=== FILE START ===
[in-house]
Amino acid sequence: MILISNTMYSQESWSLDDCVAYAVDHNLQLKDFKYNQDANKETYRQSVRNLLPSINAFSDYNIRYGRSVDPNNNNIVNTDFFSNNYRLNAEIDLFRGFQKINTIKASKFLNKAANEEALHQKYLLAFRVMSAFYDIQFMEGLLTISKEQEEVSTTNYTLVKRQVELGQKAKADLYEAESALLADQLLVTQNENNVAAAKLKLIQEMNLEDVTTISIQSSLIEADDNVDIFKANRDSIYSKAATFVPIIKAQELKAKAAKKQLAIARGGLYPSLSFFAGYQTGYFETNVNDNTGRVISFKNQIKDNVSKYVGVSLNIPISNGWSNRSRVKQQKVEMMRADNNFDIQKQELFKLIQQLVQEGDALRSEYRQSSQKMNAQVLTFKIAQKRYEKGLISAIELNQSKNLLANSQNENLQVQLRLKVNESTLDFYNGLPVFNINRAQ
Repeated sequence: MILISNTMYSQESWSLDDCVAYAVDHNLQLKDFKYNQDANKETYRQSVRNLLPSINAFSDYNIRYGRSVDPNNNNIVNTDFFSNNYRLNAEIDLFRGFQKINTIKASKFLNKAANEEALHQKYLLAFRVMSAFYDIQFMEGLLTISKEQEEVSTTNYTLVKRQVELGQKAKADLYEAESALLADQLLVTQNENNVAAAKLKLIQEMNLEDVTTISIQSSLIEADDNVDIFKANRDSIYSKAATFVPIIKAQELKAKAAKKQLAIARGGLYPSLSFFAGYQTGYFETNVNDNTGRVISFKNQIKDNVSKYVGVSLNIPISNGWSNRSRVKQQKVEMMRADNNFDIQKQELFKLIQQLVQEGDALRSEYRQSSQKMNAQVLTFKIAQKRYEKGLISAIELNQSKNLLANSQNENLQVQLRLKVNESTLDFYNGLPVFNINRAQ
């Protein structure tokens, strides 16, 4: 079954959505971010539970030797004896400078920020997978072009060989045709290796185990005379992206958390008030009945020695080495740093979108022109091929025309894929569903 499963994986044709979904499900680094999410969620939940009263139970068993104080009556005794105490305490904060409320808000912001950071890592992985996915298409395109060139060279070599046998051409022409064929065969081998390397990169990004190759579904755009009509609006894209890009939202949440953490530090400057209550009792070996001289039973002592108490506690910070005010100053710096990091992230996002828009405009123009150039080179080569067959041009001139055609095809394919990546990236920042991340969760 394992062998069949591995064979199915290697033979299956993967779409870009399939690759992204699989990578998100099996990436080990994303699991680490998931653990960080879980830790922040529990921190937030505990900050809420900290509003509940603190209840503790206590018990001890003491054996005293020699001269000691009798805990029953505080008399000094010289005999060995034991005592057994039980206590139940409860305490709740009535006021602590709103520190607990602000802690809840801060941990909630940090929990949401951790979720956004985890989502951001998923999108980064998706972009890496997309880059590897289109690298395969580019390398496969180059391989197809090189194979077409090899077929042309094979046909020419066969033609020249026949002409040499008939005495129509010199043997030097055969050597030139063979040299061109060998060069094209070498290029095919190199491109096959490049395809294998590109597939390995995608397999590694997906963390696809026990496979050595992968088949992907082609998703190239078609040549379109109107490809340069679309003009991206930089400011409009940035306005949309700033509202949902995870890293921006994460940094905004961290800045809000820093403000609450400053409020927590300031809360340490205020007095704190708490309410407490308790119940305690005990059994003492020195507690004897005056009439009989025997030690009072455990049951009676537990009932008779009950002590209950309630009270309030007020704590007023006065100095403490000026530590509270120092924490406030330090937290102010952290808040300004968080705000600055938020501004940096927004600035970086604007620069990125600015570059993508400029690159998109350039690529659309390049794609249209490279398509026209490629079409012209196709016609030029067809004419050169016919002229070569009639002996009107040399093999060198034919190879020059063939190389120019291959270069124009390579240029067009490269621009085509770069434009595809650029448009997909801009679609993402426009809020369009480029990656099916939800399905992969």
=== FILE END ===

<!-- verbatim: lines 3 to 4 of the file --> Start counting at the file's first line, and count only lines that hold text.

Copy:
Repeated sequence: MILISNTMYSQESWSLDDCVAYAVDHNLQLKDFKYNQDANKETYRQSVRNLLPSINAFSDYNIRYGRSVDPNNNNIVNTDFFSNNYRLNAEIDLFRGFQKINTIKASKFLNKAANEEALHQKYLLAFRVMSAFYDIQFMEGLLTISKEQEEVSTTNYTLVKRQVELGQKAKADLYEAESALLADQLLVTQNENNVAAAKLKLIQEMNLEDVTTISIQSSLIEADDNVDIFKANRDSIYSKAATFVPIIKAQELKAKAAKKQLAIARGGLYPSLSFFAGYQTGYFETNVNDNTGRVISFKNQIKDNVSKYVGVSLNIPISNGWSNRSRVKQQKVEMMRADNNFDIQKQELFKLIQQLVQEGDALRSEYRQSSQKMNAQVLTFKIAQKRYEKGLISAIELNQSKNLLANSQNENLQVQLRLKVNESTLDFYNGLPVFNINRAQ
């Protein structure tokens, strides 16, 4: 079954959505971010539970030797004896400078920020997978072009060989045709290796185990005379992206958390008030009945020695080495740093979108022109091929025309894929569903 499963994986044709979904499900680094999410969620939940009263139970068993104080009556005794105490305490904060409320808000912001950071890592992985996915298409395109060139060279070599046998051409022409064929065969081998390397990169990004190759579904755009009509609006894209890009939202949440953490530090400057209550009792070996001289039973002592108490506690910070005010100053710096990091992230996002828009405009123009150039080179080569067959041009001139055609095809394919990546990236920042991340969760 394992062998069949591995064979199915290697033979299956993967779409870009399939690759992204699989990578998100099996990436080990994303699991680490998931653990960080879980830790922040529990921190937030505990900050809420900290509003509940603190209840503790206590018990001890003491054996005293020699001269000691009798805990029953505080008399000094010289005999060995034991005592057994039980206590139940409860305490709740009535006021602590709103520190607990602000802690809840801060941990909630940090929990949401951790979720956004985890989502951001998923999108980064998706972009890496997309880059590897289109690298395969580019390398496969180059391989197809090189194979077409090899077929042309094979046909020419066969033609020249026949002409040499008939005495129509010199043997030097055969050597030139063979040299061109060998060069094209070498290029095919190199491109096959490049395809294998590109597939390995995608397999590694997906963390696809026990496979050595992968088949992907082609998703190239078609040549379109109107490809340069679309003009991206930089400011409009940035306005949309700033509202949902995870890293921006994460940094905004961290800045809000820093403000609450400053409020927590300031809360340490205020007095704190708490309410407490308790119940305690005990059994003492020195507690004897005056009439009989025997030690009072455990049951009676537990009932008779009950002590209950309630009270309030007020704590007023006065100095403490000026530590509270120092924490406030330090937290102010952290808040300004968080705000600055938020501004940096927004600035970086604007620069990125600015570059993508400029690159998109350039690529659309390049794609249209490279398509026209490629079409012209196709016609030029067809004419050169016919002229070569009639002996009107040399093999060198034919190879020059063939190389120019291959270069124009390579240029067009490269621009085509770069434009595809650029448009997909801009679609993402426009809020369009480029990656099916939800399905992969």